Ryan Peck dances with Elizabeth Nunez, middle, and Isabella Simones, all age 5, during a performance Friday at Sunset Elementary School. Students in each grade at the school took turns showing off skills they learned during their physical education classes in front of families and supporters throughout the day.

Photo by Shawn McHugh

Ryan Peck dances with Elizabeth Nunez, middle, and Isabella Simones, all age 5, during a performance Friday at Sunset Elementary School. Students in each grade at the school took turns showing off skills they learned during their physical education classes in front of families and supporters throughout the day.

Music, physical education join forces at Sunset Elementary School

With their feet planted squarely on pieces of tape on the gym floor Thursday morning, 20 Sunset Elementary School first-graders were ready for one final rehearsal.

“Are you ready to try it with the music?” music teacher Denise Whitney asked the children.

Among shouts of assent, a little girl in red threw her arms in the air and shimmied around in circles.

“I love music,” she said. “I love rock ’n’ roll music.”

“Actually, it’s square dance music,” Whitney told her.

The girl responded with a shrug, a smile and another dance move.

“I love square dance music,” she replied. “I love to dance, it’s fun.”

The students were preparing for Friday’s dance performance, when their parents would line the walls of the gym with video cameras attached to their hands to watch their children perform.

Each grade learned a different series of dances — from square dances to traditional routines from countries such as the Philippines, Israel, Ireland and Russia.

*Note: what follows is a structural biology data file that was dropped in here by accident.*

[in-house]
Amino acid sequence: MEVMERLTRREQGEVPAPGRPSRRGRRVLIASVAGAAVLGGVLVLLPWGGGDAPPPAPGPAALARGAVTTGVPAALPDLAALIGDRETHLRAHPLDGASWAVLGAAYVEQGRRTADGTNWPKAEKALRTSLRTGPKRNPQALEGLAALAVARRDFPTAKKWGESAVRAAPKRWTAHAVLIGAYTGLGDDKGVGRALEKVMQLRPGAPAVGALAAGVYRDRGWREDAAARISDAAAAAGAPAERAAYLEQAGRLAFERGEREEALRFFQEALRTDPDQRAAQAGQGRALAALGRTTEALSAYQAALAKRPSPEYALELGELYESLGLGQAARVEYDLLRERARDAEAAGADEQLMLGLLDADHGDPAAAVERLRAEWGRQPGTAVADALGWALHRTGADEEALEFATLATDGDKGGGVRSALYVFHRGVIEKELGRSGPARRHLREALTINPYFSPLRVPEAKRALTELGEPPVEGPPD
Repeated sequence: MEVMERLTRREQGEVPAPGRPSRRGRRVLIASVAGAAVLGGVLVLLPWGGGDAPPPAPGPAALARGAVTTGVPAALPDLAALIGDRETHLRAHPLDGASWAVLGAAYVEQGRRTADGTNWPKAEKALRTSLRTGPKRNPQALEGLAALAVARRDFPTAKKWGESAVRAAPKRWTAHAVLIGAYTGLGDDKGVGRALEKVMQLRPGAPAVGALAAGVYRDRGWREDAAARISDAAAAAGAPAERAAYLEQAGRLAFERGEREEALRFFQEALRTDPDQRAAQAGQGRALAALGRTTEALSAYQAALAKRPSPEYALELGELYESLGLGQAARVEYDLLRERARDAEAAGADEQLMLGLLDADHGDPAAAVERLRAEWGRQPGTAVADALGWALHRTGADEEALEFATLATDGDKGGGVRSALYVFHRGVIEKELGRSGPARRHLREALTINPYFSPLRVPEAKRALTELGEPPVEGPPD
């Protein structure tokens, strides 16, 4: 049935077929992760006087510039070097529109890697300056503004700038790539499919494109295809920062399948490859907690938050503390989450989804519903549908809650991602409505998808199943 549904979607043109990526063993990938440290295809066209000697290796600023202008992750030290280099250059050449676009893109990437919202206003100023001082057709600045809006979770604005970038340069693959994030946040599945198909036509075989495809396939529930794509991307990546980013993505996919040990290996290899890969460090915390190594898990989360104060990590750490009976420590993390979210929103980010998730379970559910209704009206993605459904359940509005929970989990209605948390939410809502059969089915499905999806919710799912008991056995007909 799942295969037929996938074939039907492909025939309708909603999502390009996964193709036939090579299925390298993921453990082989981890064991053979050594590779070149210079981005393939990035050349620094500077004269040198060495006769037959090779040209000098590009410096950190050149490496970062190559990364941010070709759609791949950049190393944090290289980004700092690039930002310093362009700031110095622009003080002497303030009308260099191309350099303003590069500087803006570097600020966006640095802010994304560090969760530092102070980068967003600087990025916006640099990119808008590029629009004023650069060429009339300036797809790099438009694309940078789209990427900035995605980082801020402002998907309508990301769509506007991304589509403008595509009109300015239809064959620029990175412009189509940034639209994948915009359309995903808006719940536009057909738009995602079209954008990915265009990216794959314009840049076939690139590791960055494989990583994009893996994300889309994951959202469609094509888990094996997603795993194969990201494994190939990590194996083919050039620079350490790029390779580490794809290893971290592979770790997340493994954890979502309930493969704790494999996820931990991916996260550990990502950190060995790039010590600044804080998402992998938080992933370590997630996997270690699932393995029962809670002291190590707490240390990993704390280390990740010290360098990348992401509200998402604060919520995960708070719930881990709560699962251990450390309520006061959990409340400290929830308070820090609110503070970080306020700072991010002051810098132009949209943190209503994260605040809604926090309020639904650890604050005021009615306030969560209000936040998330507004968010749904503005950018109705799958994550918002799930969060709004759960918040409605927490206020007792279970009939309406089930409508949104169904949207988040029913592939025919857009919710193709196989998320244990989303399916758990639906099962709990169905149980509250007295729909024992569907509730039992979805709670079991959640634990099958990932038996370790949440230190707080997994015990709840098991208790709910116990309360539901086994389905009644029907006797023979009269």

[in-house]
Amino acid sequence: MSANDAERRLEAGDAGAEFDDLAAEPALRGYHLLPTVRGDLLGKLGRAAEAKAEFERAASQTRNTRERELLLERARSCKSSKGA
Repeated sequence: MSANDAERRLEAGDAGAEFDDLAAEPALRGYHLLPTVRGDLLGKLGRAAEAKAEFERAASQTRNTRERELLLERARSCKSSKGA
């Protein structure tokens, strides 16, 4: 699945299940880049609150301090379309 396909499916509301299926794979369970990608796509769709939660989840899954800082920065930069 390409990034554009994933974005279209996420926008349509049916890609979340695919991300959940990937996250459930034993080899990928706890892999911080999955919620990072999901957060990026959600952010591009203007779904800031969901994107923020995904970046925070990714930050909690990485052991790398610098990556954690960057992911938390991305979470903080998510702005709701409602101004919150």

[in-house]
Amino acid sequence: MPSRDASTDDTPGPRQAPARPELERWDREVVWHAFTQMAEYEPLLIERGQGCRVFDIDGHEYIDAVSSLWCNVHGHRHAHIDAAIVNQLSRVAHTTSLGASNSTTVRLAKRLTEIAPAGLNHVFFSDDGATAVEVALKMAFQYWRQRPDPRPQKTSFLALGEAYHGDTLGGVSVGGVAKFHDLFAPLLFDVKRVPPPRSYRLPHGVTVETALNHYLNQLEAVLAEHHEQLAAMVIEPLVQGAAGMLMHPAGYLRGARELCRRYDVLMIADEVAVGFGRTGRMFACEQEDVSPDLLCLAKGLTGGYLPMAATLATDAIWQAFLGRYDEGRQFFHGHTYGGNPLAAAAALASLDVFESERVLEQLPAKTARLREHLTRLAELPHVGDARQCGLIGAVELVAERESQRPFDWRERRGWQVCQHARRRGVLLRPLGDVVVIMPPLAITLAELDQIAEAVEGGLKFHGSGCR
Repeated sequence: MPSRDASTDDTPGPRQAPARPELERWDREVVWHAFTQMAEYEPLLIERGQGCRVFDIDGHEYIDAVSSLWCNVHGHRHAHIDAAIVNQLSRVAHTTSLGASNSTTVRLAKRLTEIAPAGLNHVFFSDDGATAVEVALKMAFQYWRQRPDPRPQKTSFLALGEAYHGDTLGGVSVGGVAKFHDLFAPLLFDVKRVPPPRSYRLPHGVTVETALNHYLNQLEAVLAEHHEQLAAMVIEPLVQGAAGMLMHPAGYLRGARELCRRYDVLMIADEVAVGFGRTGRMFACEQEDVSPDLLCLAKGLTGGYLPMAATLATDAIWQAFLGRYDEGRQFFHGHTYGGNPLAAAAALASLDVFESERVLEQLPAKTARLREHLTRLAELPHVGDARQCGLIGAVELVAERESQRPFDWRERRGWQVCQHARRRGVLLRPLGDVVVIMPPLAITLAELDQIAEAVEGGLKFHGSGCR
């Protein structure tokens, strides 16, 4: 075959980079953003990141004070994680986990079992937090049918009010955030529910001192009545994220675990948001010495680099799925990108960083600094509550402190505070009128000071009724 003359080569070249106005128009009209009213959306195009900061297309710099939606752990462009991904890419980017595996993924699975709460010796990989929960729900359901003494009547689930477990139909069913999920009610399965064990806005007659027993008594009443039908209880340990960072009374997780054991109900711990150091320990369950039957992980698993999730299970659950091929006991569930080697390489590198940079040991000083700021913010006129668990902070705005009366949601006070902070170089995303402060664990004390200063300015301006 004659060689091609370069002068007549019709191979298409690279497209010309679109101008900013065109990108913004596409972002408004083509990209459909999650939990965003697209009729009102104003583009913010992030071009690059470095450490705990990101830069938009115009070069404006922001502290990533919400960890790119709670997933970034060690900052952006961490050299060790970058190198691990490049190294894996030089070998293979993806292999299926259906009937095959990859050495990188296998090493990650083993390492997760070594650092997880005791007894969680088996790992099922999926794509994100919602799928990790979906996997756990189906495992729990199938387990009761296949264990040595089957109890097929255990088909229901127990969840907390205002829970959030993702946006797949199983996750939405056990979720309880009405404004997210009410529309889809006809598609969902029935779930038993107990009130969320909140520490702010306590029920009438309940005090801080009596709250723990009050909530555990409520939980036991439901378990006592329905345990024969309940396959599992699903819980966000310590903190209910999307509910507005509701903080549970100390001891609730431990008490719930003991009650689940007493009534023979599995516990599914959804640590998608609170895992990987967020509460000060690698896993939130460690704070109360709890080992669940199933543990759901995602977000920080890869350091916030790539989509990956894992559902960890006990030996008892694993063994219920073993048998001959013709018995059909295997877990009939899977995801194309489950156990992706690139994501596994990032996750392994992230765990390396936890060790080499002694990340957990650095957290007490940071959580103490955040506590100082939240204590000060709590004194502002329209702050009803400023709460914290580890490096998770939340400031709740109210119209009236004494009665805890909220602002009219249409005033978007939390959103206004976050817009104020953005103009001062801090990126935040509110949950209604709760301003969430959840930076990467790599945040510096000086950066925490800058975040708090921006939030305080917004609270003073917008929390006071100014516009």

For three weeks, music and gym classes were combined to learn and practice the dances.

Whitney and physical education teacher Susan Nicholson started the program together more than 20 years ago.

Nicholson said the program has allowed her to watch students progress from kindergarten to fifth grade in their coordination and relationship to music and one another.

“Every year, we add a little bit more,” she said. “We give them a little more difficulty, they learn a few more moves. It’s amazing, and to watch them show their parents at the end of it … the whole thing is just a really nice program.”

The square dance the first-graders were learning was proving to be slightly difficult, as the students sometimes stumbled, missed steps or couldn’t connect with their partner when the square dance caller asked them to.

Although the learning process can be frustrating for both students and teachers at times, Nicholson said it is important to expect a lot.

“You just put the apple out there in front of them, and you just hope they go out there and get it,” she said. “And usually, they do. Most of the time they get where we want them to go.”

As the students filed out of the gym Thursday for recess, Nicholson and Whitney reminded them of the strict dress code for the final performance the next day.

“It’s typically the best dressed day of the year,” Nicholson laughed. “It’s always been a lot of fun.”

On Friday, Jo Willey, a substitute teacher and mother of a Sunset third-grader, had arrived a few minutes early for her son’s performance.

She peeked into the gym and a smile crept across her face as she watched a group of fourth-graders perform a square dance to “Houston.”

“I’ve subbed for most of these kids since kindergarten,” she said. “My son just transferred here, so this will be his first time doing it.”

She said her son, Dakota, didn’t tell her what any of the dances were going to be, but he practiced a few of the moves at home.

“He’s really excited for this,” she said. “He’s really excited for it, and for a boy to be excited about dancing, that’s awesome.”

She said the dance program sparked something in him she didn’t know was there.

When Dakota learned about a talent show at his school, he announced to his mother he was going to perform a dance for it.

“The kids learn a lot of coordination and how to follow directions,” she said “It’s really great how the teachers get really into it and how they work together.”

Right before the last fourth-grade song Friday, the students lay on the floor in silence.

As the opening beats of Michael Jackson’s “Thriller,” echoed throughout the gym, laughs and smiles erupted from parents.

“This was my generation, Michael Jackson and all,” Willey said. “It’s cute to see them do it. This is a great song, great to dance to.”

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